On this day 84 years ago, Stewart Wilcox ’28 ran in the U.S. Olympic Trials at Stanford Stadium.
In the third of three heats, Wilcox finished in 4th place in a time of 22.1 on a straight 200 meter course. Eddie Tolan, who finished just two places ahead of Wilcox, would go on to win gold medals at the 1932 Summer Olympics in Los Angeles in both the 100 meter and 200 meter dashes.
Wilcox was a three-sport athlete at Wesleyan University in football, swimming, and track. He distinguished himself on the cinder by earning the title of captain in 1932, the same season in which he became the Northeast Intercollegiate Champion in 220 yard dash.
- Hector Dyer – LAAC – 21.6
- Eddie Tolan – Unattached – 21.7
- George Simpson – Unattached – 21.9
- Stewart Wilcox – Wesleyan – 22.1
- Hudson Hellmich – Illinoia – 22.2
Six decades ago, the Stony Brook Assembly was in decline.
So what? For most readers of these nostalgic narratives, that foregoing sentence has little meaning or relevance to their connection with The Stony Brook School. They are unlikely to know much about the history and development of the organization that founded and owned The Stony Brook School for much of its first half-century. Some may have read The Way They Should Go (Oxford University Press, 1972), my account of those first fifty years; others have simply occupied the campus and received their education without any need to know who or why the names Carson, Chapman, Johnston, Fitch, Hegeman, Barnhouse, Kinney, Monro, Swanson, Alexander, Simons, Cleveland—or, for that matter, Gaebelein—appear around them.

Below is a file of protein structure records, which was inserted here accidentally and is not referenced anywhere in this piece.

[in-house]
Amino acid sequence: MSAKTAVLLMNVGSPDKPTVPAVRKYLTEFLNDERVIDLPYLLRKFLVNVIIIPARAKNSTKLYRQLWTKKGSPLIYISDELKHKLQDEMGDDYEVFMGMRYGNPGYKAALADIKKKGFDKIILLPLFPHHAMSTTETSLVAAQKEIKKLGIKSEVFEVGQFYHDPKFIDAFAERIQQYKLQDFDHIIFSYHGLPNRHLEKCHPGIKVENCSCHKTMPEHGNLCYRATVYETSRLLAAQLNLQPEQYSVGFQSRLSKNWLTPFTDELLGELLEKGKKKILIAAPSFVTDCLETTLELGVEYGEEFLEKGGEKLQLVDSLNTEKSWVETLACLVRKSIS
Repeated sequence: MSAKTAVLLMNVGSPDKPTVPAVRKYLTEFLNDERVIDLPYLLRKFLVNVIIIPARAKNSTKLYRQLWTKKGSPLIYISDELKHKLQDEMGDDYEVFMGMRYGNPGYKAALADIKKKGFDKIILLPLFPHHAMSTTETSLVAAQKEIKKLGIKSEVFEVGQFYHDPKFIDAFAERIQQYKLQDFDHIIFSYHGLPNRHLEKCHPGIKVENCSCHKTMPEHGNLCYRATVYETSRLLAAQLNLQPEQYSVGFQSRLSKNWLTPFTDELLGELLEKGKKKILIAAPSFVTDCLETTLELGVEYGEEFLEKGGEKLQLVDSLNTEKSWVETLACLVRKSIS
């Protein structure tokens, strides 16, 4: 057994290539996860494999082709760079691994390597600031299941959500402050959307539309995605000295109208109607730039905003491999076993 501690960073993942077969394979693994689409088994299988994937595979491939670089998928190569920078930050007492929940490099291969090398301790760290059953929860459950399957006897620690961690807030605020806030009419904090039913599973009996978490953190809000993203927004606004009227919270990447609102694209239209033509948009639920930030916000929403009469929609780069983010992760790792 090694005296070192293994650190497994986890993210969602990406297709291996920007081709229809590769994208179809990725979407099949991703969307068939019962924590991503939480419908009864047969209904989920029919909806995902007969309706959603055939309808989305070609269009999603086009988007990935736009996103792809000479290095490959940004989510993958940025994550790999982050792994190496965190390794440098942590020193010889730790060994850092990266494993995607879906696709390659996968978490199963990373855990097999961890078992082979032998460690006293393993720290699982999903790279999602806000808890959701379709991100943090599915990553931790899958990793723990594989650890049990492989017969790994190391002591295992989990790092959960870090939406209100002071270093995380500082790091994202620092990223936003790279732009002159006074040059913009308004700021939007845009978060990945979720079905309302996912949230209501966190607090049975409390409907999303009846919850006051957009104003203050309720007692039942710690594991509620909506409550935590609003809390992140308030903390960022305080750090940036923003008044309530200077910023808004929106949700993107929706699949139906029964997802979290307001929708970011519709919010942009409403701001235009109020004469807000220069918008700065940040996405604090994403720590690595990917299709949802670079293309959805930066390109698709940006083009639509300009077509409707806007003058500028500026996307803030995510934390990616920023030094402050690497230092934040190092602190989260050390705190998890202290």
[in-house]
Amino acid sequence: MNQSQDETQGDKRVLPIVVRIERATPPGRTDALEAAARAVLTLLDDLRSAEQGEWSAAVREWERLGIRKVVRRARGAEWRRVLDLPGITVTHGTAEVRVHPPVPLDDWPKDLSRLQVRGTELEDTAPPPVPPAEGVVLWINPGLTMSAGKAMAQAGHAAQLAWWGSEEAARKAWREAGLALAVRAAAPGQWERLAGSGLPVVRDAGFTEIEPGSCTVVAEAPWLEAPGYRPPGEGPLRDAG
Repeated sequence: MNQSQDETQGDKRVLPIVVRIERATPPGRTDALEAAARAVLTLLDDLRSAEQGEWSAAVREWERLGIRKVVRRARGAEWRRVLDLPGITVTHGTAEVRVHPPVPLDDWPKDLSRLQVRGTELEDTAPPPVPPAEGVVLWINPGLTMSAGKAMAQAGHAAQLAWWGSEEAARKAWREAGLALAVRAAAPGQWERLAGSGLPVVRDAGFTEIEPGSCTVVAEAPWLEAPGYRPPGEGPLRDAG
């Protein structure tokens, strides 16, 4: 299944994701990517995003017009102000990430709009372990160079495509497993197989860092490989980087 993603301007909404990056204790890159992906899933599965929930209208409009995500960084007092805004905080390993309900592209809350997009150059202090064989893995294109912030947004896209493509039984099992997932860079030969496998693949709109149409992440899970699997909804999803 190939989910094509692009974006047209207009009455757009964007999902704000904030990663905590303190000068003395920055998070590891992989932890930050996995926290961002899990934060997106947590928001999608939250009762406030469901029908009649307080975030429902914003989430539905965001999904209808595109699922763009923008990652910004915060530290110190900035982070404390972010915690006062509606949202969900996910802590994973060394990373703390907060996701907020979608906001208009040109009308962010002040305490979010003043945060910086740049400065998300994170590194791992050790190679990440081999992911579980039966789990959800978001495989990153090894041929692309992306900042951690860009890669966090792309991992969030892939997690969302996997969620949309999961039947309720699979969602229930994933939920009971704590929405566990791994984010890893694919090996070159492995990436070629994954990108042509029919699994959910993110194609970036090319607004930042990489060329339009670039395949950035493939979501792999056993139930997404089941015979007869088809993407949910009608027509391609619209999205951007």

I realize that this is essentially a sports page in the Brooker cyber-journal, but without the Stony Brook Assembly there would have been no school, no Bears, and no sports legends about which to write. So, without reiterating the full contents of the book—now itself 44 years old—here’s a brief summary of what Paul Harvey used to call “the rest of the story.”
In 1879 and 1881, the evangelist Dwight L. Moody founded the Northfield School for girls and Mount Hermon School for boys in his native village of Northfield, Massachusetts. Pierson Curtis was a 1909 graduate of Mount Hermon, and our Head of School, Joshua Crane, is an alumnus of the now-combined Northfield Mount Hermon School. This was the period of the summer “camp meetings,” popularized by Methodists at Chautauqua, Oak Bluffs, Shelter Island, Ocean Grove, and elsewhere. Moody began a summer conference at Northfield, offering Bible teaching and Sunday School instruction away from the urban heat. But after Moody’s death in 1899, both his schools and the summer conference abandoned his strong evangelical theology. Pastors who had been sending their Sunday School teachers to Northfield agreed that they could no longer support the “modernist” teaching there and began looking for an alternative. Two locations were proposed, at Montrose, Pennsylvania, and on Long Island, near the summer home of John Fleming Carson, pastor of Central Presbyterian Church in Brooklyn, New York, and a major figure among Presbyterians.